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a remake of the 1987 game. play me!
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README.md

CrystalQuest

This is a remake of the classic game designed for the 1987 Macintosh. It uses HTML5 Canvas, Sprites, Javascript, and jQuery.

Crystal Quest features fifteen different levels and eight different kinds of aliens (so far!). Each alien has its own look, its own dangers, and its own way of moving. Each wave increases in difficulty, and features increasingly perilous foes.

See if you can beat it!

Play Crystal Quest

Gameplay

  • Move your ship around using the direction keys
  • Scoop up all the crystals in order to open the gate.
  • Don't run into the aliens, asteroids, or portals or you'll lose a life.
  • Lose all your lives and it's game over.
  • You can use your cherry bombs to clear the screen if you're in danger.
  • If you collect the big crystal you'll gain a life and some bonus points.
  • Press the space bar to shoot some aliens.

Aliens

Basic Alien Shooter Alien Computer Alien Blob Alien Computer Shooter Alien X Shooter Alien Four Leg Alien

Each alien changes direction regularly. Accomplishing this requires two parts. First, I have to create a random movement vector for the alien:

Util.randomVec = function (length) {
  var deg = 2 * Math.PI * Math.random();
  return Util.scale([Math.sin(deg), Math.cos(deg)], length);
};

Util.scale = function (vec, m) {
  return [vec[0] * m, vec[1] * m];
};

Next, I start an interval running when I create the alien that changes its movement vector every half second:

var that = this;
this.dirInterval = setInterval( function () {
  that.vel = window.CrystalQuest.Util.randomVec(3);
}, 500);

If I want to change how fast an alien moves, I just change the argument for randomVec. A similar principle applies for creating and moving bullets.

If an alien hits a wall I want it to bounce off in an opposite but random direction:

Wave.prototype.bounce = function (object) {
  xVel = object.vel[0];
  yVel = object.vel[1];
  var dirs = [-1, 1];
  var idx = Math.floor(Math.random() * 2);

  if (xVel < 0 && yVel < 0) {
    object.vel = [-xVel, dirs[idx] * yVel]
  } else if (xVel < 0 && yVel > 0) {
    object.vel = [dirs[idx] * xVel, -yVel]
  } else if (xVel > 0 && yVel > 0) {
    object.vel = [-xVel, dirs[idx] * yVel]
  } else if (xVel > 0 && yVel < 0) {
    object.vel = [dirs[idx] * xVel, -yVel]
  } else if (xVel === 0 && yVel !== 0) {
    object.vel = [xVel, -yVel]
  } else if (yVel === 0 && xVel !== 0) {
    object.vel = [-xVel, yVel]
  }
};

Waves

Each wave's attributes are defined in an Object:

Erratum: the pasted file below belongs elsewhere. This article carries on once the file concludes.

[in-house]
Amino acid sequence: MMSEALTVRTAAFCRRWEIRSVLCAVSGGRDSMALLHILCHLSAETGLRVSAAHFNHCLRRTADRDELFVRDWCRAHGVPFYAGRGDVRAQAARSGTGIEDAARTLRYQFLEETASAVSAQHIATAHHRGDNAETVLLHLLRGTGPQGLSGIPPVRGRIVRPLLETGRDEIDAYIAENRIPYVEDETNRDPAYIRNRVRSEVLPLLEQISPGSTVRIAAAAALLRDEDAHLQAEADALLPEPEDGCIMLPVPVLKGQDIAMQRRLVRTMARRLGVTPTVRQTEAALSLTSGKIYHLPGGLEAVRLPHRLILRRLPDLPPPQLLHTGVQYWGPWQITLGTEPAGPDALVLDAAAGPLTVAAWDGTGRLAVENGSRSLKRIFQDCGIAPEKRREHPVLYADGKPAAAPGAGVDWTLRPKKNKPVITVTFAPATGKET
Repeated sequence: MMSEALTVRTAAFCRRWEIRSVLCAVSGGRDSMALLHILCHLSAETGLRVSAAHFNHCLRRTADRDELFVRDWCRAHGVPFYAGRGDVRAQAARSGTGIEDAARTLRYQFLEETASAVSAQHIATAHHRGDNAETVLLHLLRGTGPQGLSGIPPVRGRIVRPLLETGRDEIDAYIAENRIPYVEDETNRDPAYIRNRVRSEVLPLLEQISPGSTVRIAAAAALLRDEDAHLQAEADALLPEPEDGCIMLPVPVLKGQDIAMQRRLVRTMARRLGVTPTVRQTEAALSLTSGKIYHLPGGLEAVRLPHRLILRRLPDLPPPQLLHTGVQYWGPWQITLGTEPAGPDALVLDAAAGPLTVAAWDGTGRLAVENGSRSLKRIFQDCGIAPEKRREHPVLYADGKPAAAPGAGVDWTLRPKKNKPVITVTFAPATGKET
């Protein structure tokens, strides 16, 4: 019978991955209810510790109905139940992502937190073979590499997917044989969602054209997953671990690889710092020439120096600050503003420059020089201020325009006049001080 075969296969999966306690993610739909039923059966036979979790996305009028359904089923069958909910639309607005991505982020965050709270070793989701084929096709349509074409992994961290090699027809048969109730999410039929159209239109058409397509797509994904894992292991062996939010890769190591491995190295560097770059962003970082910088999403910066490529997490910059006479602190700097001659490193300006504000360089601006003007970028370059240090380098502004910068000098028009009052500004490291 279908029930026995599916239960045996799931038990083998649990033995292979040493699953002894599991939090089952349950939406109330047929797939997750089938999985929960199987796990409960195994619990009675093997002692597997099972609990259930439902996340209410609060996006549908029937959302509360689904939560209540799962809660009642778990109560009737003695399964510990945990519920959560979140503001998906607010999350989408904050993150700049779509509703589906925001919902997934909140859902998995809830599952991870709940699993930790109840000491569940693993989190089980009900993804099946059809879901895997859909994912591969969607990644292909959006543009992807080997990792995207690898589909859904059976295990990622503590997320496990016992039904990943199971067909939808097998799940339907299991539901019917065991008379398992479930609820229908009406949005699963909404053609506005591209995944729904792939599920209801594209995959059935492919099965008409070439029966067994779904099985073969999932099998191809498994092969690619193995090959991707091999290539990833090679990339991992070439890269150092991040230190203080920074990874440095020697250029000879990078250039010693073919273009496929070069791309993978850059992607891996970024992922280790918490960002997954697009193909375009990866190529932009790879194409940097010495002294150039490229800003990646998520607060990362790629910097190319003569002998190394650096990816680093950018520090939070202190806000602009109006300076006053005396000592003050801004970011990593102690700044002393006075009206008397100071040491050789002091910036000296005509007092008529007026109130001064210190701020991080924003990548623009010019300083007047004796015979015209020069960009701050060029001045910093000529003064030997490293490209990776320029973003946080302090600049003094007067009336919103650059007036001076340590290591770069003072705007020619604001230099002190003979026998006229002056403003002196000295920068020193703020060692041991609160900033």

Game.WAVE_EIGHT = {
    numAsteroids: 10,
    numBombs: 1,
    numCrystals: 25,
    numComputerAliens: 5,
    numBasicAliens: 1,
    numBigCrystals: 0,
    numPoints: 3
  };

The array Game.WAVES holds all of these objects. The game keeps track of what wave it's on by incrementing a counter that refers to an index in Game.WAVES.

Intervals

Javascript's setInterval is notoriously tricky. It is strict about scope, it doesn't return any values, and any child setIntervals nested inside of another parent setInterval will keep running even after a parent interval is cleared. This poses potentially huge performance problems. To fix it, I carefully clear any intervals I create throughout the game:

  • All intervals are defined at the top level (this.interval instead of var interval). Which means I can define a method on the top level that clears those intervals:
Game.prototype.stop = function() {
  if (this.interval) {
    clearInterval(this.interval);
    this.interval = null;
  }
};

I can then call this.stop() during the winning or losing scenario.

  • Upon destroying an alien, all of its intervals get cleared as well:
if (object instanceof CrystalQuest.ShooterAlien) {
  clearInterval(object.shootInterval);
  object.shootInterval = null;
  this.aliens.splice(this.aliens.indexOf(object), 1);
  • Upon finishing a level, I iterate through all the remaining aliens, and clear their movement and shooting intervals as well.

High Scores

For now, high scores are stored in the localStorage and not in a database.

If you're running the game for the first time, it will create an item called "high-scores" upon initialization and set it to an empty array:

Game.prototype.run = function () {
  if (this.scores === null) {
    localStorage.setItem("high-scores", JSON.stringify([]));
    this.scores = JSON.parse(localStorage.getItem("high-scores"));
  }
  ...
};

The array will eventually contain a collection of Objects containing a name and score, which we'll set at the end of a wave like so:

Game.prototype.lose = function() {
  ...
  var score = parseInt($('#score').text())
  if ((this.scores.length < 10) || (score > this.scores[this.scores.length - 1]['score'])) {
    var name = prompt("You got a new high score! Enter your initials: ");
    if ((name !== "") && (name !== null)) {
      if (this.scores.length === 10) {
        this.scores.pop();
      }
      this.scores.push({'name': name, 'score': score})
      this.scores.sort( function(a, b) {
        return b['score'] - a['score'];
      });
      localStorage.setItem("high-scores", JSON.stringify(this.scores));
    }
    this.showHighScores();
  }
  ...
};

And then at the beginning of a new game, we'll just grab all the scores:

var Game = window.CrystalQuest.Game = function (xDim, yDim, ctx) {
  ...
  this.scores = JSON.parse(localStorage.getItem("high-scores"));
  ...
};

Easy peasy.

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